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Relay for Life brings together ‘close-knit’ community
2018 Relay For Life
The American Cancer Society hosted Relay for Life at the Cumming Fairgrounds on Friday. The annual event raises money for cancer research. - photo by Bradley Wiseman

Though it may have had a festival-like atmosphere, an event at the Cumming Fairgrounds was held to tackle a disease that impacts many in the community.

On Friday, the American Cancer Society hosted Relay for Life at the fairgrounds, where those who have fought the disease were honored and funds were raised for future research through food, fun activities and a 5K.

“It’s the American Cancer Society’s signature fundraiser for cancer research, patient services and programs in the community,” said Rena Pendley, a senior community manager with American Cancer Society. “Tonight there are over 5,000 communities across the United States and 11 other countries who hold Relay for Life.”

As part of the event’s opening ceremony, a survivor walk was held. Later in the evening, those who came could take part in a luminaria ceremony in which each candle represented those who lost their lives to cancer, those fighting the disease and cancer survivors.

2018 Relay For Life
Kristin Johnson’s, left, son Wyatt, 5, was the youngest survivor to be honored during the event. He was diagnosed with cancer at the age of 3. - photo by Bradley Wiseman
“We will remember those that we lost, and then we will honor those that are still with us,” Pendley said. 

Kristin Johnson attended the event wearing a sash that said “caregiver” in honor of her son Wyatt, a 5-year-old who was diagnosed with cancer at age 3. She said he was the youngest person honored at a survivor’s dinner. 

“It’s a horrible family to be a part of, but it’s also a wonderful family to be a part of that everyone is so supportive,” she said, adding: “I know for us, just having moved here less than a year-and-a-half ago, getting involved with an organization like this that is so much more than just a group of people, of survivors, it really is a close-knit community. I think when you have gone through something like this, you can relate on a different level.”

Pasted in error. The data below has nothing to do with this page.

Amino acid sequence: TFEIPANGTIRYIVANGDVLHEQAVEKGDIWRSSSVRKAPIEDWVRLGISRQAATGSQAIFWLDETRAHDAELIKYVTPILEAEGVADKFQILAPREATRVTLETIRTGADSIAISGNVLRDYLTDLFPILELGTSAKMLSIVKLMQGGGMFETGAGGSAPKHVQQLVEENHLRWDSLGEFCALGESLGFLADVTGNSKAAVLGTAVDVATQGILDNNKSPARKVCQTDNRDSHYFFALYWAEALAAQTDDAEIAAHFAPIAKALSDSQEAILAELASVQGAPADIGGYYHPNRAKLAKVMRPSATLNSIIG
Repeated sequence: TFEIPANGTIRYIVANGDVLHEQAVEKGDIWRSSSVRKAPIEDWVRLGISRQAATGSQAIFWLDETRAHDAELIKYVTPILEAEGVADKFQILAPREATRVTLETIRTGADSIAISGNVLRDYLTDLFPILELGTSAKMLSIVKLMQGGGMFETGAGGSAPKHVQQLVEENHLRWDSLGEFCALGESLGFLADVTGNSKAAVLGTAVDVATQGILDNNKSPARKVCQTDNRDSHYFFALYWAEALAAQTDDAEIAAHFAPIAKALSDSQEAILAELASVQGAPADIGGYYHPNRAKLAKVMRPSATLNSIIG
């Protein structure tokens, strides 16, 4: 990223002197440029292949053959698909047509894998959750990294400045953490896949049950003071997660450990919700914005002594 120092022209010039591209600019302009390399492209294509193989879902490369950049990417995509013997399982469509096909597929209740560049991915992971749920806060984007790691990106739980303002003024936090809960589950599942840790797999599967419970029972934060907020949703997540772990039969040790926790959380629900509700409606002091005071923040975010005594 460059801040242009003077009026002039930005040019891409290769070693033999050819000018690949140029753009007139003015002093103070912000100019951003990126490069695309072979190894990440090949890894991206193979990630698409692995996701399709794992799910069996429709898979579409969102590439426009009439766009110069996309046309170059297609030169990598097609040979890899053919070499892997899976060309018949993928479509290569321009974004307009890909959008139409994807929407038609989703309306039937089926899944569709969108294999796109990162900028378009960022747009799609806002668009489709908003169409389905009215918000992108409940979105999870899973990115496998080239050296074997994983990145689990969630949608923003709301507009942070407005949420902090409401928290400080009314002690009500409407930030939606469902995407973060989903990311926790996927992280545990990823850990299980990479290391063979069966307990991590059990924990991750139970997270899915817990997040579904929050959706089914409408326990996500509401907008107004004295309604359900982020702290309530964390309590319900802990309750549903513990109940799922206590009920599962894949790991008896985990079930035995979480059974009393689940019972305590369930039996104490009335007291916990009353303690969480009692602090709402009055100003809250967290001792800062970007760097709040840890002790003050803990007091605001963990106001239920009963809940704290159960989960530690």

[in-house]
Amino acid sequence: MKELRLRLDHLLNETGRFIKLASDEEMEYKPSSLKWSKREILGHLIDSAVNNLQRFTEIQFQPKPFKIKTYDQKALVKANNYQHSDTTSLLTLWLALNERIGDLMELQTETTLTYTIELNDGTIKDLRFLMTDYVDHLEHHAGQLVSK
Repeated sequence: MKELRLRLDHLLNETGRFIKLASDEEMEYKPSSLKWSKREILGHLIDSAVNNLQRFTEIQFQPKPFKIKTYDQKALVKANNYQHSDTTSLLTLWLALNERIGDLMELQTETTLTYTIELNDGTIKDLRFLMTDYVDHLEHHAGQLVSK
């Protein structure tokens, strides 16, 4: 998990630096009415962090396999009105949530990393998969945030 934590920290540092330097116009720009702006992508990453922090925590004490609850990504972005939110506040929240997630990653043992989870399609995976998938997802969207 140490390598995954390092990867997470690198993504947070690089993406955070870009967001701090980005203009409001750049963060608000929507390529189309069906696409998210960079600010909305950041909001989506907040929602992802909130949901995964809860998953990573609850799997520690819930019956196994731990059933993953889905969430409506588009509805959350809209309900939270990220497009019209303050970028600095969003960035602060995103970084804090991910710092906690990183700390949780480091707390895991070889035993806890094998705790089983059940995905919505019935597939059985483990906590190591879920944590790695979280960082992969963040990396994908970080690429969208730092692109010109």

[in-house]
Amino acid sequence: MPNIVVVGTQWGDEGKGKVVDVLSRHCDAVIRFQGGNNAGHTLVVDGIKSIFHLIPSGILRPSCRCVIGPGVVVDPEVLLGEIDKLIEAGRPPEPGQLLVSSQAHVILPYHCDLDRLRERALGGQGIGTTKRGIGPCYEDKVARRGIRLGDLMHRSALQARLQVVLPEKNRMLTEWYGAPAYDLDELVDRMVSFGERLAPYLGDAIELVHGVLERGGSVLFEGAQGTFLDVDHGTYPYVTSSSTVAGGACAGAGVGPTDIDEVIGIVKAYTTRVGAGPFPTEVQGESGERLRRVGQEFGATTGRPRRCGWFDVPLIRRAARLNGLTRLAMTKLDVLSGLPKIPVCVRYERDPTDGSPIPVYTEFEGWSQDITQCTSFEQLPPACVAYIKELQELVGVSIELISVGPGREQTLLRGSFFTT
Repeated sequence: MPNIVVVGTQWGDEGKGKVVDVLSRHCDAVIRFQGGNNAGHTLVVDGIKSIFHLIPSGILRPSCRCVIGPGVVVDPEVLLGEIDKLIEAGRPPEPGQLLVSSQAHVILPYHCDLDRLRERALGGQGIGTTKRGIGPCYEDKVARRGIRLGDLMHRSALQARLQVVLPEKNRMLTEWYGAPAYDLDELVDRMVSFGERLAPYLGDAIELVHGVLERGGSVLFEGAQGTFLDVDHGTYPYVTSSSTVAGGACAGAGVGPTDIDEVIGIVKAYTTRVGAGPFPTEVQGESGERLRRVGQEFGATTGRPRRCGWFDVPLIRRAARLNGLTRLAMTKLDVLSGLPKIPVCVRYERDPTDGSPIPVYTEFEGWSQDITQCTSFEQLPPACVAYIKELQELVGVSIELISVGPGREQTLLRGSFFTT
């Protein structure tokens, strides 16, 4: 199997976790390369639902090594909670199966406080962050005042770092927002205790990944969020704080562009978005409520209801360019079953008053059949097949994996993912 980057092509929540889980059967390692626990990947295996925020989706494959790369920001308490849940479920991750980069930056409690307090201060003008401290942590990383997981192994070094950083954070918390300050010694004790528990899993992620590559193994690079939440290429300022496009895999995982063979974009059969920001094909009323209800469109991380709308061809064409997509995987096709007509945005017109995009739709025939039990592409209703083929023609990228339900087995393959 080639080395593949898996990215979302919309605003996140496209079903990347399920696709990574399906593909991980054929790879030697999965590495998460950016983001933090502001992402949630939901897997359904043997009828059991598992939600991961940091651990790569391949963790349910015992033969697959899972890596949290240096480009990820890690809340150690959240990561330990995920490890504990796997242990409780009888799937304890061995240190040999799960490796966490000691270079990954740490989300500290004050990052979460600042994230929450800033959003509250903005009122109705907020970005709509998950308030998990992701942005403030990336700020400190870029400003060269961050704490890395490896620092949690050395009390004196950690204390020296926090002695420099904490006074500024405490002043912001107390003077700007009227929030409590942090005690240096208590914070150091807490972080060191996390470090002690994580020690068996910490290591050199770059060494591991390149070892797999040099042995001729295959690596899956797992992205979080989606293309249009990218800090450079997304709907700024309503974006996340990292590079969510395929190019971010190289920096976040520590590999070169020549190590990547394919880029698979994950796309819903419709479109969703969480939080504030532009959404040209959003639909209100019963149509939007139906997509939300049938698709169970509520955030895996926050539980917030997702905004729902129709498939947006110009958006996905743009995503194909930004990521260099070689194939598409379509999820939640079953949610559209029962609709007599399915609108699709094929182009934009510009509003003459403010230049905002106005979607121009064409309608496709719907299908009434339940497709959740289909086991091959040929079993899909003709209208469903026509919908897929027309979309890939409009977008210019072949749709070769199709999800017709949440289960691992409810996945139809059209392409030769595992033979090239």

Johnson said she knows the pain most of the families have gone through.

“Just to see everyone out here tonight in good spirits, to think that so many of the people here have gone through just horrific circumstances,” Johnson said. “I think about him going through [chemotherapy] and how hard that was on him and on us, and all of these people here tonight full of life and full of hope, and I just think that really is what Relay for Life stands for.”

Pendley said 48 teams had fundraised for the events in different ways, a number he hoped to see increase next year.

Teams offered food, participation in the Ole 5K and other fun activities.

One activity meant to be both fun and educational was an inflatable colon large enough to walk through with examples of cancer and other diseases impacting the colon.

“When you walk through, it kind of shows you what normal tissue looks like all the way to metastatic colon cancer, so it kind of shows you what the insides look like and what we’re treating when we’re treating colon cancer,” said Ellie Kamarjian, an oncology pharmacist at Georgia Medical Specialists. “Colon cancer is hard because the symptoms are very similar to other things that you might have.”